Would your conclusion about buying in-the-money options apply to puts as well? I've been considering buying puts on Global Crossing (GLBC) , but I find that in-the-money November puts, for example, have little intrinsic value and a high time value that is going to decay fast. Which puts (month/strike) would you consider to be more favorably priced? Thanks, and keep up the good work -- I've learned a lot from you!

-- J.B.

This reader is referring to

a column from earlier this week in which I suggested using options to profit from an earnings surprise. If you were expecting a negative earnings surprise, I would suggest buying puts that have a slightly in-the-money strike to take advantage of the expected price decline.

Generally speaking, when one is establishing a relatively short-term directional bet, it is best to use options closer to the money than those with strikes way out of the money. This is for the simple reason that the former have a higher delta and therefore will enjoy a greater absolute change in value relative to a change in the underlying stock price.

Too often, investors buy out-of-the-money options simply because they have a lower absolute cost than those that are near the money. One of the most common complaints of individuals who buy options is that the options "don't work" when they experience a situation in which the buyer accurately predicted the direction and even the magnitude of movement in the underlying share price, but the option's value barely changed. Way out-of the-money options are best used for:

    long-dated expirations that allow time for the predicted price move to occur; very high-beta stocks whose price can undergo double-digit percentage changes on any given day; employing "what if" insurance in case of a catastrophe; installing upside protection on a short position in case of a potential melt-up resulting from a short squeeze, favorable ruling or other parabolic-inducing influences.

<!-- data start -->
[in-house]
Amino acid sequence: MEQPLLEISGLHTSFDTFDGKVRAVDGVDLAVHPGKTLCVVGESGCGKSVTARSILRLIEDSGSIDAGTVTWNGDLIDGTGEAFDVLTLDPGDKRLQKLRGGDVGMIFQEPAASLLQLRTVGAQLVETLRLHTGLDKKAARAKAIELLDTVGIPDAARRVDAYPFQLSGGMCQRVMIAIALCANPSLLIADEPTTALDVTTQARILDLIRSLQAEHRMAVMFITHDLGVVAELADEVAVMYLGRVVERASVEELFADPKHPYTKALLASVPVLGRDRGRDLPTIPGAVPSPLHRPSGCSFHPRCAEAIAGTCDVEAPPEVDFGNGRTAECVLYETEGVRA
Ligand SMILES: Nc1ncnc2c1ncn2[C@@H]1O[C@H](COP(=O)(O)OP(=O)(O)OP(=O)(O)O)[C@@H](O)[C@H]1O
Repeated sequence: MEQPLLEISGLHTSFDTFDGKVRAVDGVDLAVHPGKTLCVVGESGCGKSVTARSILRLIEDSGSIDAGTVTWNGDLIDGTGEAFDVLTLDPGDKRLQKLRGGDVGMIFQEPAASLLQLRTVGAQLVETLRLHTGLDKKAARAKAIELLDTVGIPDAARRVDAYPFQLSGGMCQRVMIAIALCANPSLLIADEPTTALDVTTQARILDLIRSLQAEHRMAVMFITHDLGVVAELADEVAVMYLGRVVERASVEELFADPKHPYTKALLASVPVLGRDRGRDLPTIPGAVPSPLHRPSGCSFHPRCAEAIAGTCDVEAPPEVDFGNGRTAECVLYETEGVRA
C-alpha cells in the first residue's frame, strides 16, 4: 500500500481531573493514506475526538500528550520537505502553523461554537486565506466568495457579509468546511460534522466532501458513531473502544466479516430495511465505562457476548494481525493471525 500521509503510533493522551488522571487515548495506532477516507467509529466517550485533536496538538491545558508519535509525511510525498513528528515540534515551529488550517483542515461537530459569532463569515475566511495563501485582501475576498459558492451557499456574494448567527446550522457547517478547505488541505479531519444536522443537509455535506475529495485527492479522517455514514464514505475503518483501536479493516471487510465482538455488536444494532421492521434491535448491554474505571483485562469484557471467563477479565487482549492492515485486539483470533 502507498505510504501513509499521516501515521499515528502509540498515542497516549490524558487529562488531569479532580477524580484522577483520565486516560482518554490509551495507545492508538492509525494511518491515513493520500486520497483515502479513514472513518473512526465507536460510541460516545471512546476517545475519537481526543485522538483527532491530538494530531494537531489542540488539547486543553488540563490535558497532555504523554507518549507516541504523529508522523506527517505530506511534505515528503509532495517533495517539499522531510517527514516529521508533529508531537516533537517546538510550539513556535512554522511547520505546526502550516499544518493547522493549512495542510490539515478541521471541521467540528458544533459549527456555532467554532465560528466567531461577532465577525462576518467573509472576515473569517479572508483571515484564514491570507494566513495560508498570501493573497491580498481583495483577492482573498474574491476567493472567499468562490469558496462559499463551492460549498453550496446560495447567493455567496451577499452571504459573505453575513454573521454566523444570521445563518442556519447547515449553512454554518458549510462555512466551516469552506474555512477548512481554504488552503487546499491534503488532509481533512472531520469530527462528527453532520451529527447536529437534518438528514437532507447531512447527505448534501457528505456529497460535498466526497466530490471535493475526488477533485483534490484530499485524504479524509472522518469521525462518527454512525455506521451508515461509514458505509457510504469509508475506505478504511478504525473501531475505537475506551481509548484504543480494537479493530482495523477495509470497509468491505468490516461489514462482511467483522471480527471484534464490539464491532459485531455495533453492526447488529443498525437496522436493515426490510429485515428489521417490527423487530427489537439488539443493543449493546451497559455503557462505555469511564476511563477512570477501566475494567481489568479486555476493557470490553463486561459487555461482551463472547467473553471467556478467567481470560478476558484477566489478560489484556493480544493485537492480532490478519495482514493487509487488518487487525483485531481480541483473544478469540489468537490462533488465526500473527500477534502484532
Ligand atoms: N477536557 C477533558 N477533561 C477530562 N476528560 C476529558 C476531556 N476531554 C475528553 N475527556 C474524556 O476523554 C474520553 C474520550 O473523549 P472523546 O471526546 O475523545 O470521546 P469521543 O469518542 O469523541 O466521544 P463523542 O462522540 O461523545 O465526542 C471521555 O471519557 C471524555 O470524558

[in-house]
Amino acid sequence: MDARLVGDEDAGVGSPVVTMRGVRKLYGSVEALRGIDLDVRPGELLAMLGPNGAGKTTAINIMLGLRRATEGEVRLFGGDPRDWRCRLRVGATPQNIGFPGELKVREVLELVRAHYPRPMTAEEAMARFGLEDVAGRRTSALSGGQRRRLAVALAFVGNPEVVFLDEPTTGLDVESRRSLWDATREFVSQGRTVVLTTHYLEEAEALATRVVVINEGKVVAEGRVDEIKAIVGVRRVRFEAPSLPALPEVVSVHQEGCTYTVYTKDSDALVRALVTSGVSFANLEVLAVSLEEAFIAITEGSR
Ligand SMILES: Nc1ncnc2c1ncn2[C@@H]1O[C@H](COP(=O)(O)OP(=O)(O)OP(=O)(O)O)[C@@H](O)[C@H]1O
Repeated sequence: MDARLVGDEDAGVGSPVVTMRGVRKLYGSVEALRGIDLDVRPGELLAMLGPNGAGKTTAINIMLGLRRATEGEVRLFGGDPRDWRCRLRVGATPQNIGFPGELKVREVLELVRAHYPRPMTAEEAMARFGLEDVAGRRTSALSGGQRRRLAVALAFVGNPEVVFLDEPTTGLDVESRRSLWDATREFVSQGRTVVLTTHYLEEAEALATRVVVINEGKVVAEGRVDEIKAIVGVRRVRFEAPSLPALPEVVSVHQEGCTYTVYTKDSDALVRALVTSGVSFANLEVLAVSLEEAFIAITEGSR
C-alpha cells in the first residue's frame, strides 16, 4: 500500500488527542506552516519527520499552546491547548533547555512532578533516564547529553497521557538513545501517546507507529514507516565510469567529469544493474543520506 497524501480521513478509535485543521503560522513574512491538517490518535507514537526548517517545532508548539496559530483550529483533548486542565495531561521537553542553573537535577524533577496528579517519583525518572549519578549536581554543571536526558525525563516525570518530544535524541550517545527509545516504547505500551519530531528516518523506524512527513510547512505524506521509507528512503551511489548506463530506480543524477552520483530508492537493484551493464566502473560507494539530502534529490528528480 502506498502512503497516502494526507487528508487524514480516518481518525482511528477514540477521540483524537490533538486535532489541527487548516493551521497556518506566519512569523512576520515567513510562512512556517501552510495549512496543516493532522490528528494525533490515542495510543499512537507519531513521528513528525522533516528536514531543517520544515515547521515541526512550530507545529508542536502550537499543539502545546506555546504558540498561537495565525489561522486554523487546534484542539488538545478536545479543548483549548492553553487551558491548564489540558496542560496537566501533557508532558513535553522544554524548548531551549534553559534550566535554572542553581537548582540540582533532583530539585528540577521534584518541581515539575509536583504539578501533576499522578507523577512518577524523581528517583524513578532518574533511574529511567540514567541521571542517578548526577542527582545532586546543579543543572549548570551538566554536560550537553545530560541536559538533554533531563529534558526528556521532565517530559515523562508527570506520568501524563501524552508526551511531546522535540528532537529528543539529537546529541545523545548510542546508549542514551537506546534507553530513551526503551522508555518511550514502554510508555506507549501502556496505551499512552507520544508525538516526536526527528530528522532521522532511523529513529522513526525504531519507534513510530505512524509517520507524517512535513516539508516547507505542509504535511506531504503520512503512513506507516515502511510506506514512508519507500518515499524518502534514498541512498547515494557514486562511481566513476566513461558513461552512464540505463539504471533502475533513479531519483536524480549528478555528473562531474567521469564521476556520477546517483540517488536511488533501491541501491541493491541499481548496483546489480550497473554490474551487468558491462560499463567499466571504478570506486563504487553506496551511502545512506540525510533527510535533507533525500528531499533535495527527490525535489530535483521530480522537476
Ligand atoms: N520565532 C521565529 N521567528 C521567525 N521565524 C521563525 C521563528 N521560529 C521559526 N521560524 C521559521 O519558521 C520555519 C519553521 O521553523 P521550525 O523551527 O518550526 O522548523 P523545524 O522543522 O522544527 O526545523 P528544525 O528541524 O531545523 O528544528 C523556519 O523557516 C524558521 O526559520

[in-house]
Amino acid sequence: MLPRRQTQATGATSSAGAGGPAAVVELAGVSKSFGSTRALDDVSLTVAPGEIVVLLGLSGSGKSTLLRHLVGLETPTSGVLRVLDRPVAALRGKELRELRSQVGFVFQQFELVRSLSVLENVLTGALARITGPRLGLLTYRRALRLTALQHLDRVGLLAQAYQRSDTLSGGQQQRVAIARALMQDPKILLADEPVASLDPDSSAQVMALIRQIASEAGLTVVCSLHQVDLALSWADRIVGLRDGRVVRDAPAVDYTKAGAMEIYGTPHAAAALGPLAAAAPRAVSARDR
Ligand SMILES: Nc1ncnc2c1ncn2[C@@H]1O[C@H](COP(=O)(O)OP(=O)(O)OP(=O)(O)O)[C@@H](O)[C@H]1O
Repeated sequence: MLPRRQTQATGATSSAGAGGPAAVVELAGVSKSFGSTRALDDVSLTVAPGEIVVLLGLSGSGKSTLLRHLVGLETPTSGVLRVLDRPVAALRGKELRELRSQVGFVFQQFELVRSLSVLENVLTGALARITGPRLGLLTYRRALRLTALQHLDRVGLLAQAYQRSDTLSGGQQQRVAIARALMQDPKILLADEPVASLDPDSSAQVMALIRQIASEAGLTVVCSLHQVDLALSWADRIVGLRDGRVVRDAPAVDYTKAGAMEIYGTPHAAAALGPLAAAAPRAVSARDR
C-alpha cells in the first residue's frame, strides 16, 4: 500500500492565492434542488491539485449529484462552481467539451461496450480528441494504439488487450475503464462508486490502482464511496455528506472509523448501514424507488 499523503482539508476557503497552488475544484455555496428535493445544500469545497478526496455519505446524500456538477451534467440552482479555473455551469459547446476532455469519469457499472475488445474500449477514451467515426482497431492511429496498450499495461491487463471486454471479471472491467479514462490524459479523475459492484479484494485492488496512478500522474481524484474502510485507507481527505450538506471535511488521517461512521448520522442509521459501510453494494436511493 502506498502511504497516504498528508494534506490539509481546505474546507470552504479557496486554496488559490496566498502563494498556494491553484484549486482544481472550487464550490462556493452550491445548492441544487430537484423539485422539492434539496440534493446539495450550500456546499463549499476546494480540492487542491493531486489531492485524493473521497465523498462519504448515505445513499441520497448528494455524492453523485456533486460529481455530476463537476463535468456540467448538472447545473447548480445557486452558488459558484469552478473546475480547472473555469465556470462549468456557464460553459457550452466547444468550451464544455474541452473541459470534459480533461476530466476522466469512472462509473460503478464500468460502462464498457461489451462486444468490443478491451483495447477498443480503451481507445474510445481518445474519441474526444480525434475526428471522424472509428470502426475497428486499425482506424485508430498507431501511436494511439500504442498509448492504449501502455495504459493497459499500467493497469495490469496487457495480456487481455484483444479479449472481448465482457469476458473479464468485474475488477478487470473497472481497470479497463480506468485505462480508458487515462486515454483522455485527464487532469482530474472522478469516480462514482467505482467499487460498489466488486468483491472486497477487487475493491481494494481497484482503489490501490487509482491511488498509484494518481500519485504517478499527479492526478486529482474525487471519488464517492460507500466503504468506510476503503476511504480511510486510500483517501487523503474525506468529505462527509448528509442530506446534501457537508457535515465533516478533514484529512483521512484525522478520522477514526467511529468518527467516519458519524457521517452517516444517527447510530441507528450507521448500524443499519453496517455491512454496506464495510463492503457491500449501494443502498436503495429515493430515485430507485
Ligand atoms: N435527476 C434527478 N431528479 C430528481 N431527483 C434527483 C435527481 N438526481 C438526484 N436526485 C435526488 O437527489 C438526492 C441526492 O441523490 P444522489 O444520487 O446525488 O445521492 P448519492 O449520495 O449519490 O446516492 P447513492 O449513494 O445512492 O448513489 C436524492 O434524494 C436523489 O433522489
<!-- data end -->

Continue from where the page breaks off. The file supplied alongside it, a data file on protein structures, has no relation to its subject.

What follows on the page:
Now for the pricing of Global Crossing puts. On Wednesday, with the stock trading at $14.30, I saw the November $15 put, which is 70 cents in the money, trading at $1.40 per contract. That means half of its value is intrinsic.

Remember that because a put option is the right (but not the obligation) to sell stock at the designated strike price, the higher the strike price the deeper in the money or the greater the intrinsic value. For example, Global Crossing's November $17.50 put was trading at $3.40, meaning it had $3.20 of intrinsic value and just 20 cents of time value. The $12.50 put was trading at 35 cents. Because it is out of the money, it has no intrinsic value, so its value is comprised mostly of time value.

Steven Smith writes regularly for TheStreet.com. In keeping with TSC's editorial policy, he doesn't own or short individual stocks. He also doesn't invest in hedge funds or other private investment partnerships. He was a seatholding member of the Chicago Board of Trade (CBOT) and the Chicago Board Options Exchange (CBOE) from May 1989 to August 1995. During that six-year period, he traded multiple markets for his own personal account and acted as an executing broker for third-party accounts. He invites you to send your feedback to

steve.smith@thestreet.com.